Review ARTICLE

Front.Allergy, 22 February 2021 | https://doi.org/10.3389/falgy.2021.638136

The Nose as a Route for Therapy: Part 1. Pharmacotherapy

  • 1Department of Otolaryngology, Eskişehir Osmangazi University, Eskişehir, Turkey
  • 2Department of Otolaryngology, Kirikkale University, Kirikkale, Turkey
  • 3Allergy Department, 2nd Pediatric Clinic, National and Kapodistrian University of Athens, Athens, Greece
  • 4Royal Manchester Children's Hospital, Manchester, United Kingdom
  • 5Centre for Rhinology and Allergology, Wiesbaden, Germany
  • 6Department of Otorhinolaryngology-Head and Neck Surgery, Helsinki University Hospital, Helsinki, Finland
  • 7Skin and Allergy Hospital, Helsinki University Central Hospital, Helsinki, Finland
  • 8Faculty of Medicine, The Haartman Institute, University of Helsinki, Helsinki, Finland
  • 9University College London Hospitals NHS Foundation Trust, London, United Kingdom
  • 10Royal National Throat Nose and Ear Hospital, London, United Kingdom

This article reviews nasal structure and function in the light of intranasal pharmacotherapy. The nose provides an accessible, fast route for local treatment of nose and sinus diseases, with lower doses than are necessary systemically and few adverse effects. It can also be used for other medications as it has sufficient surface area protected from local damage by mucociliary clearance, absence of digestive enzymes, responsive blood flow, and provides a rapid route to the central nervous system.

Introduction

Medicines are usually given orally or systemically by injection: intramuscular or intravenous. Indeed when patients are asked about their drug history the use of inhalers or sprays is often inadvertently omitted, unless specifically requested. However, other routes not only exist, but can prove more effective in placing a drug accurately, often using smaller doses. One such is the intranasal route, now brought to prominence by SARS-CoV2, which uses it to invade the body.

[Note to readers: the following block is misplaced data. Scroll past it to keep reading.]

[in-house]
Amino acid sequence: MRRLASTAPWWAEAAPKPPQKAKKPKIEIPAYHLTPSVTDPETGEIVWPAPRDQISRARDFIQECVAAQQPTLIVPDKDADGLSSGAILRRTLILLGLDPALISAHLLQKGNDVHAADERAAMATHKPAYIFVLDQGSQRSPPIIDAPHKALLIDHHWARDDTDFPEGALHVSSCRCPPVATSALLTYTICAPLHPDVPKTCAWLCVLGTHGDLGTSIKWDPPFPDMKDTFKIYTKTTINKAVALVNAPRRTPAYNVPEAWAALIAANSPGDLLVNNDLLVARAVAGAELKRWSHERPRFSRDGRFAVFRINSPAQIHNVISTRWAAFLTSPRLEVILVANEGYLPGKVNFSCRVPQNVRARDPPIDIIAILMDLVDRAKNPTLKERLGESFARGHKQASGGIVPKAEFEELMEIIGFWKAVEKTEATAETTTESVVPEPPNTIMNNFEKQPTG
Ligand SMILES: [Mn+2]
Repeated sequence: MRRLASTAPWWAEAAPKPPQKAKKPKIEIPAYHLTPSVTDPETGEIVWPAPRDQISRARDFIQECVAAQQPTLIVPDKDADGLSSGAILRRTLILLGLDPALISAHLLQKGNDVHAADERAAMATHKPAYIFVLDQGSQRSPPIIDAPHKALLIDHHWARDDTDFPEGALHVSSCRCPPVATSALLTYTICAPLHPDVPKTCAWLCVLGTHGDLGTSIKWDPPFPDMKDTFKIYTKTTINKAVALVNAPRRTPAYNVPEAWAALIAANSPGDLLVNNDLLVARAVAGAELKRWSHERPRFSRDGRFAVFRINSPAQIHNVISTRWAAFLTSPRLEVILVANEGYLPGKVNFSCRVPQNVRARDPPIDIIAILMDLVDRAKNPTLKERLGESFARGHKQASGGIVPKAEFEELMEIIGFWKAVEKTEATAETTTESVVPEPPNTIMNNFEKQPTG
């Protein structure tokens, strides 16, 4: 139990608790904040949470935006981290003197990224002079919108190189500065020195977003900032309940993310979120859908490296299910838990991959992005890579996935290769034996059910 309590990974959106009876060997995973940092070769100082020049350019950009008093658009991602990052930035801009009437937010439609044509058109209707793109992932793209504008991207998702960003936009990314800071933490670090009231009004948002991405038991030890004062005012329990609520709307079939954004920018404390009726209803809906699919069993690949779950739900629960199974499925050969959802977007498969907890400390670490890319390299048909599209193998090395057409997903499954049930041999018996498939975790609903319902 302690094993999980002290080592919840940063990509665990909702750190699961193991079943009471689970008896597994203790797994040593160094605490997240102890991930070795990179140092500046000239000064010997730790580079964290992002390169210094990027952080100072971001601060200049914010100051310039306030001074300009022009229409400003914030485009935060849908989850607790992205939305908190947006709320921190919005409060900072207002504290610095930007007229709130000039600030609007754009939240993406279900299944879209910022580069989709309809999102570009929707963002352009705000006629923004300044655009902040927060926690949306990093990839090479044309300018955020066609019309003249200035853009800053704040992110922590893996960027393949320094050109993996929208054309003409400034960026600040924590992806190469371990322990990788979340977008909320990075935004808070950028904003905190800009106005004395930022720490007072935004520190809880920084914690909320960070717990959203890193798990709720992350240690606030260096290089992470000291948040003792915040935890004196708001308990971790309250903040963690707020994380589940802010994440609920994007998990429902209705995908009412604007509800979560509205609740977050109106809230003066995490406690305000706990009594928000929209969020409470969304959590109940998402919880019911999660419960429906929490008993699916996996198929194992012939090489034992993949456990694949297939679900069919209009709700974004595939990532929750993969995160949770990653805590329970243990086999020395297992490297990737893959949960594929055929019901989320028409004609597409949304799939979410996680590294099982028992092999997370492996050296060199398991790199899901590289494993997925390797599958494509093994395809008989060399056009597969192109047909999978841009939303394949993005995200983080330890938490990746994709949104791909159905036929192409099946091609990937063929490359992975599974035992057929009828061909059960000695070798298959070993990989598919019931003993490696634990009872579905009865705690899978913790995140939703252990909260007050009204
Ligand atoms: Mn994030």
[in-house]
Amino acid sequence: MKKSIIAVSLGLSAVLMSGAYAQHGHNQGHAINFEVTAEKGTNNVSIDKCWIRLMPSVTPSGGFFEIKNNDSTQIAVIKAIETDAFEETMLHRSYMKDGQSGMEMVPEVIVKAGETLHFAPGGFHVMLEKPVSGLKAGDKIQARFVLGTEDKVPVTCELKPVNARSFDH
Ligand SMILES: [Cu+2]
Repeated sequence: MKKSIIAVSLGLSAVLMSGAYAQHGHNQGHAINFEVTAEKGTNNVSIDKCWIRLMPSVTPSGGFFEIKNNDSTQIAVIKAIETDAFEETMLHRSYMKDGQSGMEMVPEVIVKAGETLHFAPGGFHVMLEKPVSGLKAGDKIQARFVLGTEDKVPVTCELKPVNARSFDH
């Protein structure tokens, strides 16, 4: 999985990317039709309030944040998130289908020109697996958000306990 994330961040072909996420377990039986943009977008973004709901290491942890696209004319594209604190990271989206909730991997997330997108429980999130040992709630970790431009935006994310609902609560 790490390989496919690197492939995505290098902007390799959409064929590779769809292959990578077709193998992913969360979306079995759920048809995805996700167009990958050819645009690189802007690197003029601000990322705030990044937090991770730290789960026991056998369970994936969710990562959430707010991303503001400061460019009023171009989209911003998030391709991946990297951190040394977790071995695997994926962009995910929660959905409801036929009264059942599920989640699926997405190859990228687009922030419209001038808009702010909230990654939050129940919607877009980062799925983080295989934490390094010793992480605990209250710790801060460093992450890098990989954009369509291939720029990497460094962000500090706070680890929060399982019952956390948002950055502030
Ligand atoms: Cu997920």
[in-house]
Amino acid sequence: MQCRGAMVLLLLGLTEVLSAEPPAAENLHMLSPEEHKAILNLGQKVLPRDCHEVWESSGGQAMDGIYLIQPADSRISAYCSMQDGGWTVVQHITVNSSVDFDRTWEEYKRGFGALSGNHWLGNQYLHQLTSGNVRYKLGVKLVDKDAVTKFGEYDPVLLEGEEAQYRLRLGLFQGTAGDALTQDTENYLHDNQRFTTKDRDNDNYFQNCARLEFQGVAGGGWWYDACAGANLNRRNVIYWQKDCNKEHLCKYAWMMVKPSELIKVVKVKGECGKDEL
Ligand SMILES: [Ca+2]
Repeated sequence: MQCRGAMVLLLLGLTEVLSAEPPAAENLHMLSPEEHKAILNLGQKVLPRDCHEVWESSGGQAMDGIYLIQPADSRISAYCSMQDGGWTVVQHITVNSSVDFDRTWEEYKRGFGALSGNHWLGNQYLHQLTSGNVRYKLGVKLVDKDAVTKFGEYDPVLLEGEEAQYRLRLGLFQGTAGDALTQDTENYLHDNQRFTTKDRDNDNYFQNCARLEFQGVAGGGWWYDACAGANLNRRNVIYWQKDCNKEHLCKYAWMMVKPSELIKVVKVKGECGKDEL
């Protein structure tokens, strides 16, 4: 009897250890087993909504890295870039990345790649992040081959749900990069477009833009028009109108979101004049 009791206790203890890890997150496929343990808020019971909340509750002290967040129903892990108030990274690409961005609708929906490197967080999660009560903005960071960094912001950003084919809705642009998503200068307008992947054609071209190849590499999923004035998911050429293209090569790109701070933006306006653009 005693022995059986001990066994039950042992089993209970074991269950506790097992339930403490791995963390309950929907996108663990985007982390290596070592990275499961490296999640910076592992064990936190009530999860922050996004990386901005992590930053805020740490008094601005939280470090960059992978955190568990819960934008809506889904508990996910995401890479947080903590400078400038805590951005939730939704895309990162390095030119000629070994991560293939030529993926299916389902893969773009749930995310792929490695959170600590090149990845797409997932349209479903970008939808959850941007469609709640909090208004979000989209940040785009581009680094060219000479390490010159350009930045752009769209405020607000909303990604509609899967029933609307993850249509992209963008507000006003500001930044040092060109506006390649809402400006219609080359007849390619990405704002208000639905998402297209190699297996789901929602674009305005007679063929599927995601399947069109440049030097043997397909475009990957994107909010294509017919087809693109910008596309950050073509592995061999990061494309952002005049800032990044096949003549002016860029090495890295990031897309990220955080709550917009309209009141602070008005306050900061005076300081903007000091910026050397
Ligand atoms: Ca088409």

The nose, even though obvious, “it's as plain as the nose on your face” is an English expression, is often disregarded by non-otorhinolaryngologists. However, it has much to recommend it: as an organ for conditioning inspired air, for immune defense, for hosting smell receptors and for application of therapy. The leading role of the epithelium in respiratory diseases such as Allergic Rhinitis (AR) and Chronic Rhinosinusitis with Nasal Polyps (CRSwNPs) has become apparent in recent years and the ability to interact with it by direct application of molecules, rather than allowing them to reach it via the circulation, having been absorbed via the gut or injected into the system, seems sensible.

Part 1 of this review article involves nasal pharmacotherapy. It begins with a consideration of nasal structure and function, including the nature of the pseudostratified columnar ciliated respiratory epithelium. It is important to understand nasal anatomy, histology, innervation, and blood supply in order to assess the nasal cavity as a route for a particular drug. Necessary factors are a large surface area for absorption and high blood flow for transport. Factors which might interfere with drug absorption are vasoconstriction secondary to stimulation of the adrenergic nerves or irritation stimulating the 5th nerve and causing the 7th to respond by increased glandular mucus secretion, washing away the therapeutic product into the nasopharynx, where it is swallowed. Nasal pH and the lipophilicity of a drug are also relevant.